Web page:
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Jazz pick 6-11 center Kanter, guard Burks
SALT LAKE CITY (AP) - The Utah Jazz likened Enes Kanter to a “bull in a china shop,” one they felt fortunate to grab with the No. 3 overall pick in Thursday night’s NBA draft.
Though they didn’t land local star Jimmer Fredette, who ended up being a top-10 pick, Jazz general manager Kevin O’Connor said Colorado guard Alec Burks is another player who likes contact and will only get better.
Kanter’s raw skills and NBA size made him the top-rated center in the draft, though he also can play power forward.
He is a bit of a mystery as he hasn’t played basketball in nearly a year after being ruled ineligible at Kentucky.
“It was so difficult because I couldn’t play,” said Kanter, who is from Turkey. “I still didn’t give up. I knew in the end I would be fine.”
Kanter showed flashes at the 2010 Nike Hoops Summit, scoring 34 points for the World Team to break Dirk Nowitzki’s record (33). He also was Most Valuable Player for the 2009 Turkish under 18 national team.
“I will bring the team toughness and post moves, rebounding, everything,” Kanter said. “I will try to do everything to make the playoffs.”
Five guards went before Burks, and the Jazz admitted there was still some debate within the organization on which player to take at No. 12.
Burks averaged 20.5 points, 6.5 rebounds and 2.9 assists for Colorado as a sophomore last year.
While Fredette was a guy who could bomb 3s from anywhere, Burks is more of a shooting guard who can rebound and defend, with a 36-inch vertical jump. He hit better than 50 percent of his shots overall but less than 30 percent from 3-point range.
He said he knows he can work to improve that part of his game.
“With my athleticism and the way I handle the ball, I just feel like there aren’t a lot of people that can stay in front of me,” said Burks, the first Colorado player in school history to score over 770 points, grab 240 rebounds and hand out 100 assists in a single season.
“I hit the 3s in college when I needed to.”
“He’s strong,” said Corbin, who went one-on-one against Kanter during a private workout in Chicago. “He’s a big young fella and he knows how to use his strength and his weight. For his age I thought he was pretty advanced with his basketball skills.”
Jazz President Randy Rigby announced the first pick at Utah’s downtown Salt Lake City arena, where more than 7,000 fans showed up to cheer on a team that they hope is rebuilding for the playoffs.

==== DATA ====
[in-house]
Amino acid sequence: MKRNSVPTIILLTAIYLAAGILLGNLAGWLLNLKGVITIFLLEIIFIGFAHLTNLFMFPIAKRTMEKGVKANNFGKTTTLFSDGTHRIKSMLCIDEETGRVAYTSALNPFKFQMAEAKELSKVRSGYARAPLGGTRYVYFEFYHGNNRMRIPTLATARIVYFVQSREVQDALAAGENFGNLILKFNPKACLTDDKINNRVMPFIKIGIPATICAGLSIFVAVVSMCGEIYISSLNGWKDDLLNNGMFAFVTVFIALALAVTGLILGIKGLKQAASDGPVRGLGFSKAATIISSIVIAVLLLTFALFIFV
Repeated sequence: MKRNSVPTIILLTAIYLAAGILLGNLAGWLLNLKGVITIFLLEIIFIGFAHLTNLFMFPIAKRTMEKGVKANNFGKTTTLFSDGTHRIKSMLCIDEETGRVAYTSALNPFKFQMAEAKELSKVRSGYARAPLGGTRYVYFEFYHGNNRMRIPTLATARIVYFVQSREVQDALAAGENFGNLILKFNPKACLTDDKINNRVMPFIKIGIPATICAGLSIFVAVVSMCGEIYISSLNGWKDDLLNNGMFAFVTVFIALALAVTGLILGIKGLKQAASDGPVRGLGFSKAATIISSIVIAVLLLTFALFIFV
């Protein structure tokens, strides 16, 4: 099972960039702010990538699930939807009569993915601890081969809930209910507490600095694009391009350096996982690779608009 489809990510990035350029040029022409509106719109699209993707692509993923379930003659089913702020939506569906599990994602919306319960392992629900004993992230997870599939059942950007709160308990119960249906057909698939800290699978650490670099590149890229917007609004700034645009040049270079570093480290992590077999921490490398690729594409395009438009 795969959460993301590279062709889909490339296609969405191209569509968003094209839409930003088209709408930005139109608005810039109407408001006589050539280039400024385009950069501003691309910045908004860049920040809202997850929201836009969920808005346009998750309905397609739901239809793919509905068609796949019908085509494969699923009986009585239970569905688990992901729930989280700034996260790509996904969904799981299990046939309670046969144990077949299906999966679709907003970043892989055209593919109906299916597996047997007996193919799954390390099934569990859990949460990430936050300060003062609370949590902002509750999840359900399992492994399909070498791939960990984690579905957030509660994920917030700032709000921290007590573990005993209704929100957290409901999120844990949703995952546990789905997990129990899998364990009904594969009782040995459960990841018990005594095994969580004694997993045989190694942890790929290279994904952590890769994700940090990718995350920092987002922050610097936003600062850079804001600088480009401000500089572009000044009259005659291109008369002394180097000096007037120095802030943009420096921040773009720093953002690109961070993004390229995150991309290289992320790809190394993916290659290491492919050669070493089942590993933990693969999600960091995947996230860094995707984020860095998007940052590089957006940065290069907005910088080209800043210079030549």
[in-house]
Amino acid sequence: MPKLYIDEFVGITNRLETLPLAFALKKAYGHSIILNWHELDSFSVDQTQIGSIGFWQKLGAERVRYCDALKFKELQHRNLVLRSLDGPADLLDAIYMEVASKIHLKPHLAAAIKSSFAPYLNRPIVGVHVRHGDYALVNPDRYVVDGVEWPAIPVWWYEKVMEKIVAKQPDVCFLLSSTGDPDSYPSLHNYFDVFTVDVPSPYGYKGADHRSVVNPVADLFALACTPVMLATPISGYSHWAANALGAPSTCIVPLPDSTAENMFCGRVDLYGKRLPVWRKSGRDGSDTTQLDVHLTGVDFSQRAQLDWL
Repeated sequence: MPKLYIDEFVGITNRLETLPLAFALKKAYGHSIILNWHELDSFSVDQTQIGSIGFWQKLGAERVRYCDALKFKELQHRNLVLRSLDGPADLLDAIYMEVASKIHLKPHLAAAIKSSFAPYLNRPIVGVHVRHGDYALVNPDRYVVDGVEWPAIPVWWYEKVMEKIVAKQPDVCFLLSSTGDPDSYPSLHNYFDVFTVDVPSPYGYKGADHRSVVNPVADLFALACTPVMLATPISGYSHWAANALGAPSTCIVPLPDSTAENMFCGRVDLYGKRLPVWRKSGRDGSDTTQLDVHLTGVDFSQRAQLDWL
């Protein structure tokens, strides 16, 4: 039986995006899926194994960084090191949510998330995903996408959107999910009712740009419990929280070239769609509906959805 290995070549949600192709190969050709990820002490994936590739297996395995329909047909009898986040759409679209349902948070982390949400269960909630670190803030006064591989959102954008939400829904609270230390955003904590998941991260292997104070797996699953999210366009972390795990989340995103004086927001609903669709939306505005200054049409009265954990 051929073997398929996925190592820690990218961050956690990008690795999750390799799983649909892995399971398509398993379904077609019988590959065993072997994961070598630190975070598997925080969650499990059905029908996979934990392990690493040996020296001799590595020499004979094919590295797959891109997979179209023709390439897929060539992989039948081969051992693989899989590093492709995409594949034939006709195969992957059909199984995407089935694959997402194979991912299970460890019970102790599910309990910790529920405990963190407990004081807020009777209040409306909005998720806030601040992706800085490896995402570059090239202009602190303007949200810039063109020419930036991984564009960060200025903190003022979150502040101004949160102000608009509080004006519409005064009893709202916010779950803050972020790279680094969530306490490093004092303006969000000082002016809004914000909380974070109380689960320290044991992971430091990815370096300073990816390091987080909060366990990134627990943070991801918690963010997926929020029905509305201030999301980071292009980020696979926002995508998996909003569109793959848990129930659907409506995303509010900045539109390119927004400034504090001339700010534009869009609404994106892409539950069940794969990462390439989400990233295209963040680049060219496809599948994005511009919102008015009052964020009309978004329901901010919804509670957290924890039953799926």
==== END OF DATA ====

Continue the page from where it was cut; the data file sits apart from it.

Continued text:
The Jazz finished 39-43, only the second time in the last 28 years they finished below .500. They also are the only team in NBA history to start 15-5 and 27-13 and not make the playoffs.
Missing the playoffs capped a tumultuous season that saw Hall of Fame coach Jerry Sloan abruptly retire on Feb. 10, and the Jazz trade All-Star point guard Deron Williams two weeks later. They sent him to the Nets, fearing he wouldn’t sign a long-term deal with the club after the 2012 season.
In exchange, Utah received rookie forward Favors, point guard Devin Harris and New Jersey’s first-round pick.
That pick ended up being No. 3 overall thanks to some draft lottery luck.
Kanter checked in at 262 pounds, with just 5 percent body fat. Draft analysts called him a perfect fit for the Jazz because he is a high-IQ, high-character player.
“I’m so excited,” Kanter told fans in an interview shown on the jumbo screen. “I know the Utah Jazz fans are crazy and I love them.”
If Kanter washes out in the NBA, he already knows what his backup plan is.
He wants to be Wrestlemania’s next Undertaker, a character he has followed for years by watching tape-delayed shows overseas of Monday Night Raw in the U.S.
Kanter never played at Kentucky, ruled ineligible because of a prior relationship with a Turkish club team. The lack of exposure in the U.S. hasn’t diminished his confidence. During pre-draft media sessions, he told reporters he’s the best player in the draft, and would have gone No. 1 had he played at Kentucky.
“If you deserve time, you’ll get it,” Corbin said.
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